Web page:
So, for those of you who know me personally, I think that you are pretty much well aware of how self-conscious I can be when it comes to my ability to articulate my thoughts and opinions. Sometimes, it’s due to my lack of knowledge in a particular subject. Other times, I just experience difficulties finding the right words at the right time – and this is why I write. Writing allows me to take the time to gather my thoughts before hitting that “publish” button for all the world to see.
You may or may not have noticed this, but I don’t often write my responses to articles that I have reblogged on Facebook that often. I’ll sometimes write a couple of sentences here and there but never paragraphs. Also, I don’t write a lot about the topics that have led me to identify myself as a social justice activist on my blog either, sadly. Most of the times, it’s due to the lack of time (sometimes it’s sleep, but that’s another topic I can touch on for later) – and time is what I need when I want to write well about something I really care about. And let me tell you, it sucks. Not being able to hold an argument or not being able to explain a subject that I am particularly passionate about is very, very frustrating.
Having access to vocabulary that promotes higher level thinking is a privilege. I had a very difficult time expressing myself in complete sentences growing up. It wasn’t until college when I felt like I had some power over my words. At Smith, I gained access to new vocabulary, new thoughts, and etc. I finally was able to reclaim my voice. (I know that I mention Smith often but it has become such an integral part of my identity that I cannot see myself not mentioning my affiliation to the school every so often.)
However, still to this day, I struggle, and I’m not going to lie, especially when I’m engaged in conversations with people who are already comfortable and ready to present their opinions, I am both in awe and intimidated by them. I constantly aspire to articulate well not just to be able to hold my ground but to also provide a safe space for others to share their thoughts as well.
This brings into the next topic I wanted to talk about: a project that I have been working on since the beginning of summer. Some of you already have either probably heard about it, seen some of it, or even took part in it in some way. I’ve spent months on this particular project and to this day, I do not feel satisfied with the product.
And despite the hours working in the library and staying up late on weeknights, I am very willing to start with a clean slate on this project (there were moments when I was at the brink of tears working on it). How do you draw the essence of authenticity out of the narratives you’ve created? That was the struggle that I was facing while creating this video series.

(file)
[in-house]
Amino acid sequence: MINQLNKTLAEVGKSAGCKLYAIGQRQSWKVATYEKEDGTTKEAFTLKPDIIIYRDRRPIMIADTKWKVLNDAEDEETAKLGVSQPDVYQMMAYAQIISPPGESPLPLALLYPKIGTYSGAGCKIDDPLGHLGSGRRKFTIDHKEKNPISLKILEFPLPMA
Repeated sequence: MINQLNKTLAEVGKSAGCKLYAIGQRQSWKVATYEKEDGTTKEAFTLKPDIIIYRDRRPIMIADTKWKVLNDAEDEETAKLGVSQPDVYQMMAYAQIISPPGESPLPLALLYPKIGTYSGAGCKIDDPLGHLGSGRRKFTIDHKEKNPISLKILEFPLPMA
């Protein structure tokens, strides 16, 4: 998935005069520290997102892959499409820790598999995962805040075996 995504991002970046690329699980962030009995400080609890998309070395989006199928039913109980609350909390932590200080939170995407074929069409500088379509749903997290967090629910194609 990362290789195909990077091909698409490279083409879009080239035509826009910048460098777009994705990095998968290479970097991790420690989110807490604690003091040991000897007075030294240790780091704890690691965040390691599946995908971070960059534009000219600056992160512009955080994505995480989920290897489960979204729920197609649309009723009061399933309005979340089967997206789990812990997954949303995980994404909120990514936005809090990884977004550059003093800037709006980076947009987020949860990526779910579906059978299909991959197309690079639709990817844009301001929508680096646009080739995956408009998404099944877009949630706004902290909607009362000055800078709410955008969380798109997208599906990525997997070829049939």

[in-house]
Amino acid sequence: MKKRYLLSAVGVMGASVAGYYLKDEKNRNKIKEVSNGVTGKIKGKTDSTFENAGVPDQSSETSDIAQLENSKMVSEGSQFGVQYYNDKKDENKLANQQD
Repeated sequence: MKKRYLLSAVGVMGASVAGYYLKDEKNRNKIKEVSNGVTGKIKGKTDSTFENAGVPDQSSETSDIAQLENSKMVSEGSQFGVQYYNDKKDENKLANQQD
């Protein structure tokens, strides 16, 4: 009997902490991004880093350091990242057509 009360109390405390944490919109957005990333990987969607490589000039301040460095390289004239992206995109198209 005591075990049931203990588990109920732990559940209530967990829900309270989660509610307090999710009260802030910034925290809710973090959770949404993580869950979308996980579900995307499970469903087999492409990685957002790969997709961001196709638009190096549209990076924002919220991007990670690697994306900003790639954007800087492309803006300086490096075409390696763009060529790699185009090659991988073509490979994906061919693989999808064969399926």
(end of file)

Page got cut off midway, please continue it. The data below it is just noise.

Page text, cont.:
You see, what’s so great about freelance content creation projects is that they allow me to provide a platform for others with visions that align to mine to share their voices. So, even if I can’t share as much knowledge on a particular subject as I’d like, I’m at least supporting someone else who can. However, they don’t offer opportunities for me to share my voice because I’m the one creating content for somebody else. To lead a project – for example, my personal style blog – means forcing myself further out of my comfort zone in an unlimited number of ways.
And this particular project requires – key word – my voice, something I’ve constantly been self-conscious about for years and finally have somewhat got a grasp on for a while. And I’m not going to lie, I’m afraid of being called out. I’m afraid of being misunderstood. I’m afraid of not saying the right things and receiving a lot of backlash for them.
But everybody makes mistakes and everybody needs to be checked now and then.
If you look at individuals who have spearheaded a project for their own marginalized communities – such as the founders of Everyone is Gay, for example, you notice that not even they are 100% knowledgable about the subjects they’re covering. Founders of EiG, Kristin and Dannielle, often find themselves learning through the process of providing advice for the LGBTQIA community (that’s what they do on the site). So, it’s also important to realize that you just have to be open and receptive to others’ feedback, especially if you are representing their community.
So, it’s better to try than not try at all, right?
Well, to be fair, you don’t really know what I’m talking about because I’m not getting into the details of this project just yet…
Look forward to November.